"Herr. I wish to pass."
"That Is possible, Gretchen."
Will you stand aside?"
"You haunt my dreams."
"That would be a pity."
"I am not going to let you pass till
I have bad a kiss."
"Ah!" Battle flamed up In Gretchen's
"WIU you let me by peacefully V
"After the toll-after the toll."
Too late she started to run. ne
laughed and caught hold of her. With
a supremo effort she freed herself and
struck him across the face. Quick as
a flash she whirled around and ran up
the street. The one hope for Gretchen
now lay In the Black Eagle, and into
the tavern she darted excitedly.
"Frau Bauer," she cried, "may I
come behind your counter?"
Wallensteln came In. Ills hand, held
against his stinging cheek, was telltale
enough for the proprietress of the
"Shame!" she cried. "She shall stay
hero all day," declared Frau Bauer
"I can wait." The colonel made for
ttio door. But there was a formidable
bulk In the doorway.
"What is going on here, little goose
girl?" nsked the grizzled old man.
"Herr Colonel Insulted me."
"Insulted you!" The colonel laugh
ed boisterously. "Out of the way!" be
"He tried to kiss me," snld Gretchen.
"The man who tries to kiss a woman
against her will is always at heart a
coward," said the mountaineer.
The colonel seized the old mnn by
the shoulder to push him aside. Ho
put out one of his arms and clasped
tho colonel In such a manner that bo
gasped. He was In the clutch of a
"I will kill you for thta!"
OutRldo the old man laid bis band
on the colonel's arm.
"You must never bother her agnln.
Listen. You are Colonel von Wal
lensteln: you are something more be
sides." "What do you Infer?
"I Infer noth'.iic. Now and then
there happeni sirauge leakac in the
duke's a.T.ilrs. The man Is well paid.
He is a gambler, and oue Is always
reasonably certain that the gambler
will be wanting money. Do you un
derstand?" "Who are you?"
"Who I am Is of no present conse
quence. But 1 know who and what
you are. If you behave yourself you
will be allowed to continue In prosper
ity, but If you attempt to molest that
girl again there will be no more gold
coming over the frontier from Jugend
heit. Now do you understand?"
"Go. But be advised and walk cir
cumspectly." The colonel, pale and distrait saw In
his mind's eye a squad of soldiers,
wall, a single volley and a dishonored
roll of earth. Military Informers were
given short shrift The colonel went
to the barracks.
(Continued next Issue )
Frank Robb who has been away
from here since last fall, and who
has since March 1, been In Washing
ton and Oregon, returned the first
of the week.
Julius A. Pollard, son of Dr. J. A.
Pollard of Salem, Neb., was here
Saturday in the interest of the Ameri
can Snuff company which he repre
sents in this state.
Henry Pollard commenced the
erection of a barn for Frank Sheldon,
Wednesday on the farm occupied by
John Whiteman, to replace the barn
recently destroyed by fire.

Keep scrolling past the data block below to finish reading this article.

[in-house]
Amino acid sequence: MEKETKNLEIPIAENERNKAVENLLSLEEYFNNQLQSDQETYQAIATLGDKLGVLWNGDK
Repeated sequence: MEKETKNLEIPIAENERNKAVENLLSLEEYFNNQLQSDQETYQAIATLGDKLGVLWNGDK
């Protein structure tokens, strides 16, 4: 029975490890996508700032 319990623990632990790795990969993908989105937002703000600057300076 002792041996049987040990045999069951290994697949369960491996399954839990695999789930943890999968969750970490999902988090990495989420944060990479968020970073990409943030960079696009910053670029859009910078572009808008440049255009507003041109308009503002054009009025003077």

Seventeen years ago the Nehawka
Register was talking about Incorpor
ation as bravely as it it was a com
sumatlon about to be realized. This
paper has no comment to make.
Quite a number of farmers In this
vicinity are going to bale their oat
straw on account of the scarcity of
hay caused by dry weather. If the
drought continues there will be a lot
of corn binders In the field shortly,
taking care of the fodder.
George McReynold's little girl was
playing last Saturday and in some
way in running caught her foot and
dislocated one of the bones in it. The
ligaments were also torn in such a
manner as to make a very painful in-
Jury. She was brought to town and
Dr. De8 Jardlen dressed the Injured
member but it will be some time
before she ran use it.
What would be the matter with a
base ball tournament after while
lasting about two days? Nehawka
has a team they ought to be proud
of. and with a little encouragement
we might get several good teams here
for a few days. Take this Into con
sideration, we have decided not to
have a fair. Let us have something
to show the people around here we
are still on earth.
C. M. Chrlswlsser who purchased
the lots Just south of J. W. Magney's
a short time ago, has Just finished
putting down a well and as soon aa
he can get workingmen will com
mence the erection of a commodious
dwelling. The building will be fin
ished in modern style. His location
is one of the prettiest In town and
when the building Is complete it will
be quite a substantial Improvement to
Nehawka. Mr. Chrlswlsser Intends
to engage In the stock business.
Returns to l'ekln, III.
Mrs. Anna Lighter of Pekln, 111.,
who has been the guest of Mrs. A. F.
Seybert for a short time, returned
to her home a day or two ago de
lighted with the pleasant visit she
had in Nebraska. While here Mrs.
Lighter enjoyed the first auto ride
she had ever had. The experience
was quite a delight to her, and she
Is Indebted to John McNurlln for the
pleasure of a ride In his new auto,
which he has owned but a short time,
but which he handles with the dex
terity of an expert. This was Mrs.
Lighter's first trip to Cass county,
and she is very much pleasod with
the country and the people she met.
In County Court.
Petition was filed today in the